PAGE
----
Listen up: So the kid has a few moves. I take my hat off to him

'Oh my God," Sorcha goes, "it's actually getting worse?"

Her face and neck have broken out in psoriasis, which she’s putting down to switching quinoa brands.

“Could you not cover it up with something?” Honor goes. “Like, for instance, this?” and she throws her my old ski mask from the Christmas we spent in Verbs. Then off she goes, laughing in a really, like, cruel way.

Only Frank Sinatra could have held onto a grudge as enthusiastically as a South Dublin girl.


Sorcha’s there, “Get dressed, Ross. They’ll be here in 15 minutes.”

I’m there, “Who are you talking about?”

"Why do you think I've up since six o'clock this morning, baking? I invited Flidais and Lindsay over – just to clear the air. I don't want there to be any, like, weirdness between us?"

We're way beyond the point of weirdness. I've known for some time that Lindsay – my daughter's obnoxious brat friend – had some kind of creepy childhood crush on my wife. But last week he professed his love to her from the stage during a Mount Anville and Willow Pork joint production of a show called Heroes. The problem is that Honor is sort of in love with Lindsay herself. I think we're going to be living with the, I don't know, ramifications of this one into our old age.

Half an hour later, they arrive – Lindsay and his old dear, who’s a bit of a fox and I’m only mentioning that as background.

Lindsay, hilariously, shows no embarrassment whatsoever about what happened. In fact, the first thing he does when Sorcha opens the door is to pay her a compliment. “Sorcha,” he goes, “your hair is beautiful. It looks like it’s raining gold!”

So the kid has a few moves. He doesn’t even acknowledge the fact that her face and neck are covered in Pixie Lotts. I have to take my hat off to him, as a gift of the gab merchant myself.

Flidais is there, “Lindsay, why don’t you go and play with Honor while we talk?”

Then down to the kitchen we go.

We end up having a laugh about the whole thing. Flidais actually apologises to Sorcha for any embarrassment she suffered and Sorcha goes, "Don't be silly, Flidais. When I was a kid, I had a crush on Nelson Mandela. The day he was released from prison, I turned to my mom and I was like, 'Oh my God, he is so hot! One day I'm going to, like, marry him?'"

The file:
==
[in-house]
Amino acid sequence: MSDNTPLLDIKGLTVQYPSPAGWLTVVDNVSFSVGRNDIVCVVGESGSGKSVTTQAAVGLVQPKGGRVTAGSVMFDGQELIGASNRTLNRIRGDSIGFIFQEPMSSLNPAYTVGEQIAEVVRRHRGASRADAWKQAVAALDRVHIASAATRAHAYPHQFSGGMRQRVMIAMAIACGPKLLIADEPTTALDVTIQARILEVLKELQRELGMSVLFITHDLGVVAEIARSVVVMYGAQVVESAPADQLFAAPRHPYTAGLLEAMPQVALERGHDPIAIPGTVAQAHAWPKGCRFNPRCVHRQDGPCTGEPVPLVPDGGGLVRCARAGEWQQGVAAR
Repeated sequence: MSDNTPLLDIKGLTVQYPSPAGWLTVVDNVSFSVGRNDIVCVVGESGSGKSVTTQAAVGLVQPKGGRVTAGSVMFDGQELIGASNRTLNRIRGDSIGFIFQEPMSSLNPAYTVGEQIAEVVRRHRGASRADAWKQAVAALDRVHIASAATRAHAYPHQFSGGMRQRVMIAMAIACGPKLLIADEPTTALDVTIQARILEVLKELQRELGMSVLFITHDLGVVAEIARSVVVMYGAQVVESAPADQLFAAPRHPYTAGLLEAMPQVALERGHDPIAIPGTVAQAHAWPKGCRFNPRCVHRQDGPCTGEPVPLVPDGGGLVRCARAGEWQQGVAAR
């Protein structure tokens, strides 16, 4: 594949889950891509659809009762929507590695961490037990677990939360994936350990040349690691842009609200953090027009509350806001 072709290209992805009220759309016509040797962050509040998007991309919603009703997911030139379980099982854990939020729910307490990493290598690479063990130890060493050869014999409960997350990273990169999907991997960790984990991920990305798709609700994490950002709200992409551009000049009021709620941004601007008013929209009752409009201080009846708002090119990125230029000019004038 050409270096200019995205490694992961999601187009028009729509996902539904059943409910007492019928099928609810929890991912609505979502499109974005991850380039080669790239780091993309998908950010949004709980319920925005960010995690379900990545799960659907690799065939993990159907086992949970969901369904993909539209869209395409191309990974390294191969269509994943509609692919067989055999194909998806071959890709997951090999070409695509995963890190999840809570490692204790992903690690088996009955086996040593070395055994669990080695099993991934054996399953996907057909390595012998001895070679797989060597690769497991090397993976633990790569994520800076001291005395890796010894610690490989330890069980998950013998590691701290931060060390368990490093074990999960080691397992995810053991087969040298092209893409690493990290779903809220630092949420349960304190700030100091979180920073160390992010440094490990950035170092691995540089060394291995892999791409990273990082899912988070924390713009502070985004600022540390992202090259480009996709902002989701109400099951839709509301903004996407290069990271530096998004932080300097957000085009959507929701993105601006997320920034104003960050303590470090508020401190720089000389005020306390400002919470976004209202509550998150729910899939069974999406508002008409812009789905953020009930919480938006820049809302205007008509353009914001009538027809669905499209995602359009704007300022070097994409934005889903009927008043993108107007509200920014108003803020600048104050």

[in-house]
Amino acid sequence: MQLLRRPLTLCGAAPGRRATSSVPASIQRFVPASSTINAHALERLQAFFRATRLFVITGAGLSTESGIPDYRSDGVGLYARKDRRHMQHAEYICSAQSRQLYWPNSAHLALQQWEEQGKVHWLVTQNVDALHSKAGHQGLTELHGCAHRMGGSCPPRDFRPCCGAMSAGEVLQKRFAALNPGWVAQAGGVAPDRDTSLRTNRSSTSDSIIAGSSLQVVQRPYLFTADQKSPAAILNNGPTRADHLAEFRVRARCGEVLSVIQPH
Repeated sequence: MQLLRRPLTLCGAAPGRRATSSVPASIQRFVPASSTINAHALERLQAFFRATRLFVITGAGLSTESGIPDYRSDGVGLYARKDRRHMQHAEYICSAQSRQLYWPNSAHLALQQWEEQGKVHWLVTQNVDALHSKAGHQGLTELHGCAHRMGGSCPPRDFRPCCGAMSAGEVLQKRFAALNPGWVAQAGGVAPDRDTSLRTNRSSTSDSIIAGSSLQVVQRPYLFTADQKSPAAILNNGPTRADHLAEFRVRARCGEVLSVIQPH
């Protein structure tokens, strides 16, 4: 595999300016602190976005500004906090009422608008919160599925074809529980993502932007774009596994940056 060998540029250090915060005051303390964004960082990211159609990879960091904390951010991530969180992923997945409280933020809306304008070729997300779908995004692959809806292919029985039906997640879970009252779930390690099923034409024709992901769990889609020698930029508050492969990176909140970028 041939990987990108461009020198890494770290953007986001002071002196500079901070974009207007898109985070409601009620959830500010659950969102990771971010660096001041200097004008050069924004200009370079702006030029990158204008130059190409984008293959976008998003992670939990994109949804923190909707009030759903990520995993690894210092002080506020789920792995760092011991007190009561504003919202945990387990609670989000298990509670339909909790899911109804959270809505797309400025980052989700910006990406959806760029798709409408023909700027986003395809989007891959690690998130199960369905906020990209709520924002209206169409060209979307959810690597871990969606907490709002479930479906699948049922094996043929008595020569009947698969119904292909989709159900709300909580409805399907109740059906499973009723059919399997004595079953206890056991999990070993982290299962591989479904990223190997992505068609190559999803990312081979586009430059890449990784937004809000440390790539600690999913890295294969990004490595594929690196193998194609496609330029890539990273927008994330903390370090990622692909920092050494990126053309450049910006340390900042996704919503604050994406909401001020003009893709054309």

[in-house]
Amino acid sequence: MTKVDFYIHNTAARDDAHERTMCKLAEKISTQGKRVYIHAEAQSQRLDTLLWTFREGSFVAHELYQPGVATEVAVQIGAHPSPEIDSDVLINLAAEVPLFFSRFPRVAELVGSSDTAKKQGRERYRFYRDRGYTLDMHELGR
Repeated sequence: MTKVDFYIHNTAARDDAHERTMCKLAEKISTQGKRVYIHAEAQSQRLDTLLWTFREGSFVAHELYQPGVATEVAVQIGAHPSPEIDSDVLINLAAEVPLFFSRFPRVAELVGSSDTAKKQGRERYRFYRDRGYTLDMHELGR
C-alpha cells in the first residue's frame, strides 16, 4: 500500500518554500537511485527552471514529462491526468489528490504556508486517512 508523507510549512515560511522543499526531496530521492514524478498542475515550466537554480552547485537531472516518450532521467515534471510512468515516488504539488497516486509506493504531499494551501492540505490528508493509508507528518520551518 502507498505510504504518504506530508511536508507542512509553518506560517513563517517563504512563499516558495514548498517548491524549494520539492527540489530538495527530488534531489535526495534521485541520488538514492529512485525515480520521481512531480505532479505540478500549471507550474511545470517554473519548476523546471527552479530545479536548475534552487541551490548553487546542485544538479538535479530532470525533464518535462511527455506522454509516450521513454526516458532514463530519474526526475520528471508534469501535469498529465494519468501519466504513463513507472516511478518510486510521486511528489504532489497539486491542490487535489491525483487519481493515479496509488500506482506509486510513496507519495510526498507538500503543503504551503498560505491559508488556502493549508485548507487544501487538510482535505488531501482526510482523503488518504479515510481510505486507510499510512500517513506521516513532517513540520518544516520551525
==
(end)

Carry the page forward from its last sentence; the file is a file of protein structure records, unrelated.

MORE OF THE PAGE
She never did, by the way. She ended up with me. It’s no wonder her old pair think she settled.

Flidais goes, "Well, I'm a little bit older than the two of you. For me, it was Erik Estrada. I had his posters all over my wall. I used to actually cry watching CHiPs!"

"For me," I go, "it was Heather Locklear. On Friday nights, I'd have my bath and then Dynasty would come on…"

Sorcha’s like, “Okay, T.M.I., Ross,” because she can get very jealous.

Flidais goes, “I think the best thing to do, in Lindsay’s case – if you’re okay with this, Sorcha – is to just ignore it. It’s one of those things I’m sure will eventually pass.”

My feelings for Heather Locklear never did – just for the record.

Sorcha calls Lindsay and Honor downstairs for something to eat and she lays out the results of this morning’s Great Vico Bake-Off on the kitchen table.

Lindsay horses into the cardamom, coffee and pistachio Swiss roll and says it's the nicest cake he's ever tasted, while Honor glowers at Sorcha across the table, like she's Niki Minaj and her old dear is Lil' Kim.

“Your face is getting worse,” she goes. “I don’t know if anyone else has noticed, but my mom has got some kind of disease at the moment.”

Sorcha’s like, “It’s not a disease, Honor. It’s a little bit of psoriasis because Donnybrook Fair didn’t have the usual quinoa.”

Honor’s there, “It looks – oh my God – gross, even through the inch of foundation you slapped onto your face to try to cover it up.”

I’m like, “Honor, you possibly shouldn’t speak to your mother like that,” doing the whole Tough Love Parenting bit.

She goes, “Er, you were the one who said it was like watching someone paint a peddledash wall.”

I’m there, “Yeah, as a private joke between me and you, Honor. As Ronan says, no one likes a tout.”

Lindsay, by the way, has spent the last 60 seconds or so just sniffing the sleeve of his shirt. Totally out of the blue, he goes, “Sorcha, I took some of your Agent Provocateur, if that’s okay. I just love the smell.”

And we all just sit there in silence, pretending not to be creeped out by this, until Flidais eventually goes, "It is getting worse, Sorcha – your, em, psoriasis, I mean."

I look at Sorcha’s face. Her rash is now literally fire engine red and it’s spreading rapidly across her cheeks to her ears and down her neck to her chest.

She fans herself with her hand and goes, “I’m actually getting really hot,” and then she goes, “Ross, I might need a shot of something. Will you drive me to the Swiftcare Clinic?” because we’re obviously VHI positive.

As Flidais and Lindsay leave and Sorcha goes upstairs to grab her cor keys, I get this sudden flash of memory. Yesterday, I caught Honor coming out of our bedroom, holding a bottle of what looked very much to me like scouring powder.

I was like, “What are you doing?” and she went, “I was just giving your bath a bit of a clean,” and I was like, “Ah, fair focks, Honor,” always determined to see the good in the girl.

But now I’m suddenly thinking the worst.

“Honor,” I go, “did you put something in your old dear’s, I don’t know, moisturizer?”

And Honor smiles at me and goes, “Oh my God, how could you think something like that of your own flesh and blood?” ILLUSTRATION: ALAN CLARKE